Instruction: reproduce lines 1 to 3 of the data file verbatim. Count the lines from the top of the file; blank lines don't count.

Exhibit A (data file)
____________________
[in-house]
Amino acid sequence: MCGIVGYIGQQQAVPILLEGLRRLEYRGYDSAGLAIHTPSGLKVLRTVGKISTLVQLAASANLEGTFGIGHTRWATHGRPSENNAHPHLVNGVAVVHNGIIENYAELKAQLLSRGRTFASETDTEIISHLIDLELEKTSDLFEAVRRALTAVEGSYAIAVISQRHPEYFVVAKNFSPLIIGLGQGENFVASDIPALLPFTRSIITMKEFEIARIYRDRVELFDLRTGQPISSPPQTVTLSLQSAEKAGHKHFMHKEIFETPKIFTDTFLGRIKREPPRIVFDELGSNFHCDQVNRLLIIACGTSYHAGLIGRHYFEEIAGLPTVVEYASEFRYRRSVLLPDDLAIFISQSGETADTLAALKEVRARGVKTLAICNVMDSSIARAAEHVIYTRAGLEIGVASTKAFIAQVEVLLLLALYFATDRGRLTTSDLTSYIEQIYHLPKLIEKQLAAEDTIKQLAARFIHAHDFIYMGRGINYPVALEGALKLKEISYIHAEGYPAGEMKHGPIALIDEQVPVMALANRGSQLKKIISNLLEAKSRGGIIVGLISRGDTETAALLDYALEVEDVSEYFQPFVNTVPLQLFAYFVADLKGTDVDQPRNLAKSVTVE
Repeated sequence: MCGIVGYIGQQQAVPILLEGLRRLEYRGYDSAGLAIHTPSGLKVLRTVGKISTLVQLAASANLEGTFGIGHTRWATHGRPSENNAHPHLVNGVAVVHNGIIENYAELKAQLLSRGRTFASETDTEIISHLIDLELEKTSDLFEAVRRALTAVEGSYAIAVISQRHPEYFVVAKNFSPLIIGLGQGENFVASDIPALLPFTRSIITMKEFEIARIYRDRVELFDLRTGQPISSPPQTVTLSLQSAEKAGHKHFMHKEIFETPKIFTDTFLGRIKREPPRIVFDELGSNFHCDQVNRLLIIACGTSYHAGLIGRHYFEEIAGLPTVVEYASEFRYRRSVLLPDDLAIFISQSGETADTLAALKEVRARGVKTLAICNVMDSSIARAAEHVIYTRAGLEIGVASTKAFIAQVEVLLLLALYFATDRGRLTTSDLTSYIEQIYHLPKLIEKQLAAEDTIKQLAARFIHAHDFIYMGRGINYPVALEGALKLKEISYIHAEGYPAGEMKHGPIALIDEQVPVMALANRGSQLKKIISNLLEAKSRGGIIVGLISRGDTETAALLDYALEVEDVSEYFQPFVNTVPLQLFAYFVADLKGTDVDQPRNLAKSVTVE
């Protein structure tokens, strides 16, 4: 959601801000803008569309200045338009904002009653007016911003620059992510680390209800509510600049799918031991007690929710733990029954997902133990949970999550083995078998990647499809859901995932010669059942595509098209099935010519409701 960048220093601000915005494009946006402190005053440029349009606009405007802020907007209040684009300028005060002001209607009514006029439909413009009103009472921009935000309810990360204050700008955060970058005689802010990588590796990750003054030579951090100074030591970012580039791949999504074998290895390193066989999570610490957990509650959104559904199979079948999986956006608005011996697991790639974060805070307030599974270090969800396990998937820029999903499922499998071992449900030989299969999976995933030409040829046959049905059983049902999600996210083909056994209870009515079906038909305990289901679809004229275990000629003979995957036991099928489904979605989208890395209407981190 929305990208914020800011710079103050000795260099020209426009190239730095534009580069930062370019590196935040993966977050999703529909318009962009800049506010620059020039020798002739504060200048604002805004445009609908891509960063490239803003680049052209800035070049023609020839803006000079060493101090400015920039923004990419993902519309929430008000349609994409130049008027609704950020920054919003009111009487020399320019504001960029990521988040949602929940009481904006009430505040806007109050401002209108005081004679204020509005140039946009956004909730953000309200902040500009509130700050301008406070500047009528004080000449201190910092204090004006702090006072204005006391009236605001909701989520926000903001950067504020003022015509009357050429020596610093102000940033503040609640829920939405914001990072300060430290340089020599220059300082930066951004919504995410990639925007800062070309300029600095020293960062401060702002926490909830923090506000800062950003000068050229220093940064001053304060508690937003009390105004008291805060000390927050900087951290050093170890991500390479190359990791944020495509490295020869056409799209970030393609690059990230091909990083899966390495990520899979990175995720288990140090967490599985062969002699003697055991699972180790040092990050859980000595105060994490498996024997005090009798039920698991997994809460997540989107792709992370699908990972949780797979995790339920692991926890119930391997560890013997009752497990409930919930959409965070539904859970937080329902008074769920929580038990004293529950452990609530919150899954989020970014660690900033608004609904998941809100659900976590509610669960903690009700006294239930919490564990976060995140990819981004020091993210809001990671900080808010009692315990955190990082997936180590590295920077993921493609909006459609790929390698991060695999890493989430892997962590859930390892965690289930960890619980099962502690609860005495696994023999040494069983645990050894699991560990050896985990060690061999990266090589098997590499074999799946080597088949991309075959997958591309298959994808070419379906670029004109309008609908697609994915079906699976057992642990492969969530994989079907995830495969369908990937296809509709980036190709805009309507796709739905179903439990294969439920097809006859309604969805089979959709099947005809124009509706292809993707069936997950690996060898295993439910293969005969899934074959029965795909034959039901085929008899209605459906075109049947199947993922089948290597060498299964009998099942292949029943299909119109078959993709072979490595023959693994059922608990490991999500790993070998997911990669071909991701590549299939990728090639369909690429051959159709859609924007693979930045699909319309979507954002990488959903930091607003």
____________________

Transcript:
[in-house]
Amino acid sequence: MCGIVGYIGQQQAVPILLEGLRRLEYRGYDSAGLAIHTPSGLKVLRTVGKISTLVQLAASANLEGTFGIGHTRWATHGRPSENNAHPHLVNGVAVVHNGIIENYAELKAQLLSRGRTFASETDTEIISHLIDLELEKTSDLFEAVRRALTAVEGSYAIAVISQRHPEYFVVAKNFSPLIIGLGQGENFVASDIPALLPFTRSIITMKEFEIARIYRDRVELFDLRTGQPISSPPQTVTLSLQSAEKAGHKHFMHKEIFETPKIFTDTFLGRIKREPPRIVFDELGSNFHCDQVNRLLIIACGTSYHAGLIGRHYFEEIAGLPTVVEYASEFRYRRSVLLPDDLAIFISQSGETADTLAALKEVRARGVKTLAICNVMDSSIARAAEHVIYTRAGLEIGVASTKAFIAQVEVLLLLALYFATDRGRLTTSDLTSYIEQIYHLPKLIEKQLAAEDTIKQLAARFIHAHDFIYMGRGINYPVALEGALKLKEISYIHAEGYPAGEMKHGPIALIDEQVPVMALANRGSQLKKIISNLLEAKSRGGIIVGLISRGDTETAALLDYALEVEDVSEYFQPFVNTVPLQLFAYFVADLKGTDVDQPRNLAKSVTVE
Repeated sequence: MCGIVGYIGQQQAVPILLEGLRRLEYRGYDSAGLAIHTPSGLKVLRTVGKISTLVQLAASANLEGTFGIGHTRWATHGRPSENNAHPHLVNGVAVVHNGIIENYAELKAQLLSRGRTFASETDTEIISHLIDLELEKTSDLFEAVRRALTAVEGSYAIAVISQRHPEYFVVAKNFSPLIIGLGQGENFVASDIPALLPFTRSIITMKEFEIARIYRDRVELFDLRTGQPISSPPQTVTLSLQSAEKAGHKHFMHKEIFETPKIFTDTFLGRIKREPPRIVFDELGSNFHCDQVNRLLIIACGTSYHAGLIGRHYFEEIAGLPTVVEYASEFRYRRSVLLPDDLAIFISQSGETADTLAALKEVRARGVKTLAICNVMDSSIARAAEHVIYTRAGLEIGVASTKAFIAQVEVLLLLALYFATDRGRLTTSDLTSYIEQIYHLPKLIEKQLAAEDTIKQLAARFIHAHDFIYMGRGINYPVALEGALKLKEISYIHAEGYPAGEMKHGPIALIDEQVPVMALANRGSQLKKIISNLLEAKSRGGIIVGLISRGDTETAALLDYALEVEDVSEYFQPFVNTVPLQLFAYFVADLKGTDVDQPRNLAKSVTVE